So, what does Davenport tell us?

Well, he accepts that the Knowledge Management Systems (KMSs) pushed by software companies and consultants in the 1990’s are not the answer. However he does see a role for technologies, specifically communications (e-mail, telephone), Wiki’s and search - although the jury is still out on Blogs.

He also accepts that it is not about process - practice is perhaps more important. (I'll write more about this as I progress though my current book Talking About Machines.)

Davenport also suggests “after action reviews”, or, as we in the software development community know them retrospectives. Now in the development community lots of us know about retrospectives, lots of us think they are good but few do them. And when they are they aren’t necessarily as effective as they could be. According to Davenport this situation is pretty common, we could all use retrospectives more effectively.

Another idea that rings true with software developers and their managers is HSPALTA - “high smart people and leave them alone.” This is a prevalent management technique the software arena, too many people - managers and developers alike - are only too happy to say “its the people who make the difference” and under this cover do nothing. We have to get away from this idea that because we did it like that yesterday we’ll do it like that today and tomorrow.

Overall though Davenport's main insight is that knowledge workers are not homogonous. Different solutions apply for different groups of knowledge workers, e.g. scripting might work in a call centre but don’t try it with a consultant. This might sound like an obvious statement but until its made it perhaps isn’t so obvious - the label “knowledge worker” can hide a multitude of sub-divisions.

Before I close this review I do want to commend the author for good referencing and some actual research. When he discusses ideas form other authors he tells you who they are and were they said it so you can track back to their original work on the subject. Nor is he shy of discussing his own research findings.

What makes this unusual is too factors: first, as I’ve said before, books from Harvard Business School Press tend (ironically) to omit these details, second, the book is still very readable.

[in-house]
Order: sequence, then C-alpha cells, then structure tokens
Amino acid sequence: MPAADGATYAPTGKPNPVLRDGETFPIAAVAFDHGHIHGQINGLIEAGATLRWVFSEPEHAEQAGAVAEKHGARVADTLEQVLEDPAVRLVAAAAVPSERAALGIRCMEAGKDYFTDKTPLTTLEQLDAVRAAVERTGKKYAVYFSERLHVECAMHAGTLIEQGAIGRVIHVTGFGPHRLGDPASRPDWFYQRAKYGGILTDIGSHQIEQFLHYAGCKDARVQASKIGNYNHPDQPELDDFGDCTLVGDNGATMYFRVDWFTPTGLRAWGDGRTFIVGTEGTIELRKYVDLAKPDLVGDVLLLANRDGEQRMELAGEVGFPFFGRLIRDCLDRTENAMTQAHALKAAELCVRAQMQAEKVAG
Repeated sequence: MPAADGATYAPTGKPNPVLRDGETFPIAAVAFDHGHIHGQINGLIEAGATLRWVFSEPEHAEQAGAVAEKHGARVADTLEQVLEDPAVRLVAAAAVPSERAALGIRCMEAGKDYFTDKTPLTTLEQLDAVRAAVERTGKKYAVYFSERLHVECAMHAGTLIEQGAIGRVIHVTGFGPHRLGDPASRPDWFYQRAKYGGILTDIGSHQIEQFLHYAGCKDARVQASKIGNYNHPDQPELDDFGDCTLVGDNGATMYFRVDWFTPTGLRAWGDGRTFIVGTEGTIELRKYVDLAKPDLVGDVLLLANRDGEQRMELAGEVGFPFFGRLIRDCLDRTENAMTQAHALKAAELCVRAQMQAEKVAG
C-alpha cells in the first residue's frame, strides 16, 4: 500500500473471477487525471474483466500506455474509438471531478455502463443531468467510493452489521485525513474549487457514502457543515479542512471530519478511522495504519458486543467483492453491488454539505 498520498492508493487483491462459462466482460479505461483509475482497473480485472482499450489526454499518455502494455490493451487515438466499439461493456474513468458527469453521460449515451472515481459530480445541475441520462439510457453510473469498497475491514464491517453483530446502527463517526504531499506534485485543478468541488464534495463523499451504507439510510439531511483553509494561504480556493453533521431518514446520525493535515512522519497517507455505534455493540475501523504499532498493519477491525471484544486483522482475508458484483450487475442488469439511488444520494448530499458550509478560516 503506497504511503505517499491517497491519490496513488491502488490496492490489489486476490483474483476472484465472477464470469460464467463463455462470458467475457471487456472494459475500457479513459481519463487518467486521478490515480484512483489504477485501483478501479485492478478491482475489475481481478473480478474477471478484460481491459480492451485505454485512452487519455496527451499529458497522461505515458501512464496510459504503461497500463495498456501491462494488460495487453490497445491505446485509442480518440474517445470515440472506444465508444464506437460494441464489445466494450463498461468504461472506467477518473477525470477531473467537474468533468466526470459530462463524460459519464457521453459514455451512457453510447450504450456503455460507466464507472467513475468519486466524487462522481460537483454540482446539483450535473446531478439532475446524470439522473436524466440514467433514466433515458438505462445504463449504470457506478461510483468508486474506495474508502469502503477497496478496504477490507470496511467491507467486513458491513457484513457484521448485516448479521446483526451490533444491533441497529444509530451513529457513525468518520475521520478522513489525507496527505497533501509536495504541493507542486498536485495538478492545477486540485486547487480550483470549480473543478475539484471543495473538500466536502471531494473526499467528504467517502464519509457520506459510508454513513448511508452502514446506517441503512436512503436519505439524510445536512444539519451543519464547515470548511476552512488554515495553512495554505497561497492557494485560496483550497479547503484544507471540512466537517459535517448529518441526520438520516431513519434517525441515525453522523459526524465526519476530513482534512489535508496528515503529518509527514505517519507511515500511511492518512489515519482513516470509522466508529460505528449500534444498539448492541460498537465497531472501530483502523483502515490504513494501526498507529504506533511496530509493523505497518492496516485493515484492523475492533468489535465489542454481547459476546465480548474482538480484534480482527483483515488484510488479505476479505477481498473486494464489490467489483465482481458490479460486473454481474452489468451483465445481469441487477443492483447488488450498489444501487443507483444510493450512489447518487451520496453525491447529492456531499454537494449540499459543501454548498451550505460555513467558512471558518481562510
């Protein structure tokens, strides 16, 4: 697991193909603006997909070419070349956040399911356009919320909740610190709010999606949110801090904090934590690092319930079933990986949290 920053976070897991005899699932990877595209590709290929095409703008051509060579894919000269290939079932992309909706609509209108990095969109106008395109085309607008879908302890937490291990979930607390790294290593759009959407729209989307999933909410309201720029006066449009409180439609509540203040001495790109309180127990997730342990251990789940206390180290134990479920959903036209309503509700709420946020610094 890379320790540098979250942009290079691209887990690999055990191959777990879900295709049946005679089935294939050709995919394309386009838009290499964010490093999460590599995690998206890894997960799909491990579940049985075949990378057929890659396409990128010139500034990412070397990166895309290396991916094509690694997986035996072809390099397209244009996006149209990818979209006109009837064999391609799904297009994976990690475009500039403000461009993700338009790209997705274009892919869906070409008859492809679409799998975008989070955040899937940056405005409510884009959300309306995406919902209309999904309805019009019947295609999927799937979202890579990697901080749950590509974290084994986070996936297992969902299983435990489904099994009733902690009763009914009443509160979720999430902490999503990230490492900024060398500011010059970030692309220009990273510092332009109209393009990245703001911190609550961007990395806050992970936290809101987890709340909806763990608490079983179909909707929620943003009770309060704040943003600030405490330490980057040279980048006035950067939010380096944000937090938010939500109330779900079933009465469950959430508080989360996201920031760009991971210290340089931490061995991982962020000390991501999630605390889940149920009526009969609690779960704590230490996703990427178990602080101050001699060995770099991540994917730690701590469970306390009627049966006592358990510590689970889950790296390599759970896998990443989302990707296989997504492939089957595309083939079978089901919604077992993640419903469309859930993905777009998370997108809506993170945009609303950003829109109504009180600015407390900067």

So on balance: if your new to the subject of knowledge work and knowledge worker productivity this is a good place to start. If your familiar with the subject you’ll probably still get something from this book but don’t expect all the answers.

Art: a Kelly treat

Time for a short indulgence of mine: Art.

I’m feel so luck, or so spoilt this year. I was at the Serpentine galley again yesterday for an exhibition of recent works by Ellsworth Kelly. Wonderful!

I can spend a long time with one of Kelly’s pieces, for example, like Blue Curve, at first site they look simple but there is a complexity in the simplicity. And the more I look at them the more I think, I find them so energizing.

(And before you ask, no he isn’t a relation - there are lots of Kelly’s in the world. Still, he is my favourite artist.)

This come just a few weeks after I was in Cornwall for his exhibition at Tate St Ives - closing today unfortunately.

I love both these galleries because they are small, even though the Tate St Ives is only had about six of Kelly’s big abstracts and a couple of dozen of his drawing I still travelled to far end of the country for it.

I was a great fan of Tate Modern when it opened, the sheer size was impressive and the contents second to none. But after a few years the size can sometimes be draining and a little intimidating - so I won’t be supporting the plan to extend the museum.

Still, if you have a chance get to see the Albers and Moholy-Nagy exhibition at Tate Modern do so, you’ve got a few more weeks - its another excellent show.